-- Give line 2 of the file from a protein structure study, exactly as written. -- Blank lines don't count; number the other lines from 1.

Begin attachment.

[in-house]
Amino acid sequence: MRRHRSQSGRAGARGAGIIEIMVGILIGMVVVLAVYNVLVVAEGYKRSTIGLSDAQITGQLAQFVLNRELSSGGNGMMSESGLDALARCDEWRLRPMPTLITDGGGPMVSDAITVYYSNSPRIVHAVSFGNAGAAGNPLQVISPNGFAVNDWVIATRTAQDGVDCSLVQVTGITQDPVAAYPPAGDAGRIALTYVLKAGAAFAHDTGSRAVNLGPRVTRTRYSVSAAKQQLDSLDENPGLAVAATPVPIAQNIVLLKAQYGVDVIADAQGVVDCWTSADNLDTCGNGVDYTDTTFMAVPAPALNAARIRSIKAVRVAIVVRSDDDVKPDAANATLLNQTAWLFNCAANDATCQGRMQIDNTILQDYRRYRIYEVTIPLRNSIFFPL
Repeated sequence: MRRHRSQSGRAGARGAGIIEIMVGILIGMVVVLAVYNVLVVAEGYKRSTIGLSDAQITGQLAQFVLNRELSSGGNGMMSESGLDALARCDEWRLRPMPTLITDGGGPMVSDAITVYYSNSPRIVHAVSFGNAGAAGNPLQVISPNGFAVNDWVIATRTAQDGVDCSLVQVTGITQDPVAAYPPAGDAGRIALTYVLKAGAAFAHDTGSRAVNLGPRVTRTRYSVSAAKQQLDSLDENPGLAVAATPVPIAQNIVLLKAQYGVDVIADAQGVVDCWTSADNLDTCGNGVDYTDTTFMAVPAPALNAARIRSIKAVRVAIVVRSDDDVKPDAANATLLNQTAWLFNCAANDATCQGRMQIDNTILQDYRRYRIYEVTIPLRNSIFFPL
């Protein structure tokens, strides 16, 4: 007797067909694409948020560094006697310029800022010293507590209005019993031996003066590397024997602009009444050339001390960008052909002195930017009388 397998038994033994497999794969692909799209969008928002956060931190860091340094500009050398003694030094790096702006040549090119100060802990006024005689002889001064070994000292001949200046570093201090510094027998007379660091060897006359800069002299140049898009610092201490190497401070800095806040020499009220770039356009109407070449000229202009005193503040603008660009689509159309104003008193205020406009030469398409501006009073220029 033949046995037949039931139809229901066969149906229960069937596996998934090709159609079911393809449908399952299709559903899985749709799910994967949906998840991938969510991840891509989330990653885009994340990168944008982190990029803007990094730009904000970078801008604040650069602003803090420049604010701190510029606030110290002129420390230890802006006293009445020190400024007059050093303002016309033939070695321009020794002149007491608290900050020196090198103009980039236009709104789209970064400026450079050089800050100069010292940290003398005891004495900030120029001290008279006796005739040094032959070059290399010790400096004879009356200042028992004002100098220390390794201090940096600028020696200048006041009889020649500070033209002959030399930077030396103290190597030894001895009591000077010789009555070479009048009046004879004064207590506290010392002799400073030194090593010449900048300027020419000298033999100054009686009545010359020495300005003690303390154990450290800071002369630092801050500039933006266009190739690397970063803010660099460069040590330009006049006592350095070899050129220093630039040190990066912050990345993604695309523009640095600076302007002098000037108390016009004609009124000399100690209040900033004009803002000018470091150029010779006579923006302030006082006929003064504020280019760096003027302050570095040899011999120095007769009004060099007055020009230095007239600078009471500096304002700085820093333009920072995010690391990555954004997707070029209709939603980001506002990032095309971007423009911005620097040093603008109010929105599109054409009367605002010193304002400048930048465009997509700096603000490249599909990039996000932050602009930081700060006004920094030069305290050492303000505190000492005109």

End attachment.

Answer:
Amino acid sequence: MRRHRSQSGRAGARGAGIIEIMVGILIGMVVVLAVYNVLVVAEGYKRSTIGLSDAQITGQLAQFVLNRELSSGGNGMMSESGLDALARCDEWRLRPMPTLITDGGGPMVSDAITVYYSNSPRIVHAVSFGNAGAAGNPLQVISPNGFAVNDWVIATRTAQDGVDCSLVQVTGITQDPVAAYPPAGDAGRIALTYVLKAGAAFAHDTGSRAVNLGPRVTRTRYSVSAAKQQLDSLDENPGLAVAATPVPIAQNIVLLKAQYGVDVIADAQGVVDCWTSADNLDTCGNGVDYTDTTFMAVPAPALNAARIRSIKAVRVAIVVRSDDDVKPDAANATLLNQTAWLFNCAANDATCQGRMQIDNTILQDYRRYRIYEVTIPLRNSIFFPL